Medicine and Gaming: The Surprising Link You (Probably) Don't Know About
You don't need to be a rocket scientist to know that consumers play games to be entertained. Whether it's on a console, mobile device, or laptop, games are meant to be fun, interactive, and challenging. It's as simple as that.
Or is it?
You may be surprised to find that gaming also has applications in the world of medicine. For instance, drugmakers Merck and Sanofi are developing games that serve as educational tools for patients, and also help with patient compliance.
To shed more light on this emerging trend, I recently spoke with Michael Fergusson, CEO of Ayogo Health, at the mHealth Summit near Washington, D.C. In the following interview, Michael explains how games can be used by drugmakers to produce better outcomes for patients. Michael also discusses two new games his company helped create for Merck and Sanofi .
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Michael Fergusson: Ayogo builds patient-facing applications that use game-play mechanics and social patterning effects to improve patient engagement.
Max Macaluso: So, is this an emerging trend right now in health care, or has this been around for a while?
Fergusson: Well, it's kind of a new thing to effectively apply game mechanics to health-care applications. You know, games and play are an ancient human behavior, so it's something that human beings have always done. And health care has typically done a bad job of developing applications that human beings use.
Macaluso: So, can you tell us a little bit about your business model and who your clients are?
Fergusson: Sure. We work with a variety of customers-payers, providers, and pharmaceutical companies-to help deploy applications that will improve patient adherence. So, some of our customers in the pharma space, for example, are Merck and Sanofi . We work with Boehringer Ingelheim, as well, and other companies like that.
Macaluso: Can you talk a little bit about the project you did with Merck?
Fergusson: Sure. We're very excited about this particular project. So, we work with the innovation group at Merck , fabulous people to work with. Our application, that we're piloting right now, is called "Type 2 Travelers." It's for newly diagnosed type 2 diabetics, to help them complete a roughly 90 day program of education and behavior change to help them manage their disease more effectively, using a combination of narrative, progressive mastery, in terms of game mechanics, as well as social engagement between patients.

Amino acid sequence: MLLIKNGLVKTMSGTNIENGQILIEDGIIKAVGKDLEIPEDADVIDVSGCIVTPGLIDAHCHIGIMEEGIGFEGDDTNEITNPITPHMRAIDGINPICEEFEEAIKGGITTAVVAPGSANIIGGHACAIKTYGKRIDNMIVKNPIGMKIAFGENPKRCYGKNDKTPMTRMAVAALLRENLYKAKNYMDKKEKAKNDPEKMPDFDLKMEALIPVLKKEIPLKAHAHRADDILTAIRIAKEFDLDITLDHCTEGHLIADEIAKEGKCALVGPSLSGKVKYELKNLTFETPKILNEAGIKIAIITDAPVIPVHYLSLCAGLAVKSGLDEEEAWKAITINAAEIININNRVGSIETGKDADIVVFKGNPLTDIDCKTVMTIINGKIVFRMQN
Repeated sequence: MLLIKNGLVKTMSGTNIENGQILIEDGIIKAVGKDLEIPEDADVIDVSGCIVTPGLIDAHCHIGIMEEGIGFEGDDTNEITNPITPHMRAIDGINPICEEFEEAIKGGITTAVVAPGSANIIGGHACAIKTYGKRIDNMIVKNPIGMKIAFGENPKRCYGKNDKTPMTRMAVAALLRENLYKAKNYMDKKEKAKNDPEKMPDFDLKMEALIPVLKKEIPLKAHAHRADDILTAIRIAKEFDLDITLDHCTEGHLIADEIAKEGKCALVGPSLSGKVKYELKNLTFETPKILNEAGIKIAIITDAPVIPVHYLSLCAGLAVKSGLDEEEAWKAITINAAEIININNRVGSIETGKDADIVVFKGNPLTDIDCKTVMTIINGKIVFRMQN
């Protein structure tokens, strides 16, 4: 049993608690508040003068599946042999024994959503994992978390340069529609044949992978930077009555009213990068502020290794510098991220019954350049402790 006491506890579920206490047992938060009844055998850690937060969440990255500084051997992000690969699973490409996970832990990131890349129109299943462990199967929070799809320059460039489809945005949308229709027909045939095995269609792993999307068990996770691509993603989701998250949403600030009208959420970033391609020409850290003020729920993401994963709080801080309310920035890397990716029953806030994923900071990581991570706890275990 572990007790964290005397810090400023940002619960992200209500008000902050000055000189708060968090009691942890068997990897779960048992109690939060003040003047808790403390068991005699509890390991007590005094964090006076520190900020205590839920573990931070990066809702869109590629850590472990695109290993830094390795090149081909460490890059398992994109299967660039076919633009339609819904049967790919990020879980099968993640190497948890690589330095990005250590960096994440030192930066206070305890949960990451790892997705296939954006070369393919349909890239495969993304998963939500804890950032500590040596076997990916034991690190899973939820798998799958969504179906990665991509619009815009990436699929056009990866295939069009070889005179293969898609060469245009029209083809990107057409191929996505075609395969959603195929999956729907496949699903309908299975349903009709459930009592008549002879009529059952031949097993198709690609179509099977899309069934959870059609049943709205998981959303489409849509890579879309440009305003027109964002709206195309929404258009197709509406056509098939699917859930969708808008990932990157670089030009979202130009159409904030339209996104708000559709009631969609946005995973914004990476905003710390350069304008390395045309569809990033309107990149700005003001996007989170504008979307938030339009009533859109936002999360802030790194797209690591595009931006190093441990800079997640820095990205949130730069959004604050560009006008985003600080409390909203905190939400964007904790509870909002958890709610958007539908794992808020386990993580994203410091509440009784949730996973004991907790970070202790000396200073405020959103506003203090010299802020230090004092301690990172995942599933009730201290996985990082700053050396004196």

Macaluso: And for Sanofi , what was the project there?
Fergusson: Well, Sanofi we're working with mostly in Europe, building an application designed to help newly diagnosed children who have type 1 diabetes engage with their regime of testing their blood sugar and reporting it. Because, as you may know, it's a very challenging disease to manage for a small child. They have to prick their finger, have to take their blood, and there's a lot of fear about amputations and, you know, it's very frightening for a child. So we're building an application that's a little bit more playful, a little bit more fun, to help them get more engaged, get a sense of satisfaction, and feel some mastery over their new condition.
The article Medicine and Gaming: The Surprising Link You (Probably) Don't Know About originally appeared on Fool.com.Max Macaluso, Ph.D., and The Motley Fool have no position in any of the stocks mentioned. Try any of our Foolish newsletter services free for 30 days. We Fools don't all hold the same opinions, but we all believe that considering a diverse range of insights makes us better investors. The Motley Fool has a disclosure policy.
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